FUTEBOL URUGUAYO:

'' É uma religião nacional. A única que não tem ateu. Somos poucos: 3,5 milhões de uruguayos. É menos gente do que um bairro de São Paulo. É um país minúsculo. Mas todos futebolizados. Temos um dever de gratidão com o futebol. O Uruguay foi colocado no mapa mundial a partir do bicampeonato olímpico de 1924 e 1928, pelo futebol. Ninguém nos conhecia.

O futebol uruguayo é o melhor? Não. No mundo guiado pelas leis do lucro, onde o melhor é quem ganha mais, eu quero ser o pior. Não poderíamos sequer cometer o desagradável pecado da arrogância. Seria ridículo para um país pequeno como o nosso. Não somos importantes, o que é bom. Neste mundo de compra e venda, se você é muito importante vira mercadoria. Está bom assim.

Como explicar Uruguay?.... Somos um pouco inexplicáveis. Aí é que está a graça".

EDUARDO GALEANO - Escritor

quinta-feira

1929 - 1930 - ESTADIO CENTENARIO - MONTEVIDEO, URUGUAY.














Estadio Centenario is a stadium in the Parque Batlle neighborhood of MontevideoUruguay, used primarily for football. The stadium was built between 1929 and 1930 to host the 1930 FIFA World Cup, as well as to commemorate the centennial of Uruguay's first constitution. It is listed by FIFA as one of the football world's classic stadiums, along with the likes of the Maracanã, old Wembley Stadium, the San Siro, the Estadio Azteca and Santiago Bernabéu Stadium. On July 18, 1983, it was declared by FIFA as the only historical monument of World Football, the only building of its kind (worldwide).
Estadio Centenario is the primary home of the Uruguay national team. Uruguay has always been a threat when playing in their home stadium, consistently beating top teams. Even the top ranked Brazil national football team has only managed three wins in 20 opportunities, although only one was an official match.

The construction of the Centenario is one of the most important stages in the development of sports in South America and international football. It was built especially for the organization of the 1930 FIFA World Cup, by immigrant workers in a record time of nine months. Its name originates from the celebration of 100 years of the ratification of the first Constitution of Uruguay.
Initially, all World Cup matches were to be played in the Centenario. However, heavy rains in Montevideo delayed construction of the stadium, so that several matches had to be played in the Pocitos Stadium of Club Atlético Peñarol, and the Parque Central of Club Nacional de Football. It was inaugurated on July 18, 1930, in the match between Uruguay and Peru, with the Celeste gaining victory 1–0, with a goal by Hector "Manco" Castro.
Belgian referee John Langenus on the pitch before the 1930 FIFA World Cup Final
The final match of the inaugural World Cup matched Uruguay and Argentina, with Uruguay winning 4–2. Since then, the Centenario has been the scene of Copa America (1942195619671995), two South American Youth Championship(19792003), a South American Under-17 Football Championship (1999) and 1980 Mundialito.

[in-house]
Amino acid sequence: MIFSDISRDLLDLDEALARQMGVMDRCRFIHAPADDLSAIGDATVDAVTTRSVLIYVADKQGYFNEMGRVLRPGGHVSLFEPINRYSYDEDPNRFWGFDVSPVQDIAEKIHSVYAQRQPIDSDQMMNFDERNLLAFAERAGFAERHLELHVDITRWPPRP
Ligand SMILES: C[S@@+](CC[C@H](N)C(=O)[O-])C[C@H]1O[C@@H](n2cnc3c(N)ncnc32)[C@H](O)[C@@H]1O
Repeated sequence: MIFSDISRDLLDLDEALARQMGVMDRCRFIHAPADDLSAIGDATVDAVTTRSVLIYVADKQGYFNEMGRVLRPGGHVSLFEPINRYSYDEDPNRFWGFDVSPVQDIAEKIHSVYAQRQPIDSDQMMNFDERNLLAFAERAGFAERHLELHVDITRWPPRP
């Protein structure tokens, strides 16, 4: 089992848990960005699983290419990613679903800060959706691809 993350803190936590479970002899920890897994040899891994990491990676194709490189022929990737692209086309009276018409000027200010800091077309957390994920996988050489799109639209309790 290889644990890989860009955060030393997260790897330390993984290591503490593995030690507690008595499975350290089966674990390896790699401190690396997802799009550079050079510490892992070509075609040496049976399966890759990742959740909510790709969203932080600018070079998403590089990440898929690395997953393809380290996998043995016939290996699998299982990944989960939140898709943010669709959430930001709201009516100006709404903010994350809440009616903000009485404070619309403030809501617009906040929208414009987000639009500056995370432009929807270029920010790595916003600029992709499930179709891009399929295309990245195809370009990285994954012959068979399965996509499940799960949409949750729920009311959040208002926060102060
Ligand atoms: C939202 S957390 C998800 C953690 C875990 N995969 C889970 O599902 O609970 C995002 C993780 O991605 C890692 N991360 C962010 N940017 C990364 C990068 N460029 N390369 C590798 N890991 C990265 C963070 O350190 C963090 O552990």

Aside from the Uruguay national team, any football club can rent the stadium for its home games. Peñarol has done that for nearly every game in the past years, while Nacional rents it for some international games.[9] In the case of other Uruguayan teams, they often decide to play there against both Peñarol and Nacional.
The stadium has four Grandstand separated by four lanes. The main one is the Olympic Tribune (and lower Platea known as Olympic), which is named so because the team had won two Olympic championships in a row (1924 and 1928). This has a maximum capacity of 21,648 spectators located in the three rings and the audience. Then there are the "popular", so called because they are sold cheaper, these are: theColombes, in honor of the ColombesFrance in which the national team became Olympic champions 1924 and Amsterdam, because it was where the Celeste were crowned Olympic champions for the second time in 1928. The Grandstand Colombes accommodates 13,914 spectators while the Amsterdam accommodates 13,923.The America Tribune is parallel to the Olympic one. There are also "VIP" boxes and press boxes with room for 1,882 spectators, as well as the platform has room for 2,911 spectators, and additionally the grandstand has room for 5,957 people.
Under the Olympic Grandstand are located primary school "Nº 100 Héctor Fígoli"; and the Museum of Uruguayan Football. Under the Colombes Grandstand is located Police Station Nº9.


Copa de 1930: Se sorteó una semana antes del Mundial



El sorteo del primer Mundial se realizó el 7 de julio de 1930, una semana antes del comienzo del torneo: hubo que esperar que llegaran en barco todas las delegaciones y las autoridades de la FIFA. Hasta ese día, incluso, muchos aspectos de la organización estaban en suspenso. El calendario de los partidos se aprobó dos días más tarde, teniendo en cuenta las obras del Estadio Centenario.


El Comité Organizador decidió que hubiera cuatro series, con sus respectivas cabezas: Uruguay, Argentina, Brasil y una compartida entre Estados Unidos y Paraguay, porque no había elementos para determinar el potencial de esos equipos. Como los participantes eran 13, hubo un grupo de cuatro equipos y tres de tres. Uno de estos fue el de Uruguay, Perú y Rumania.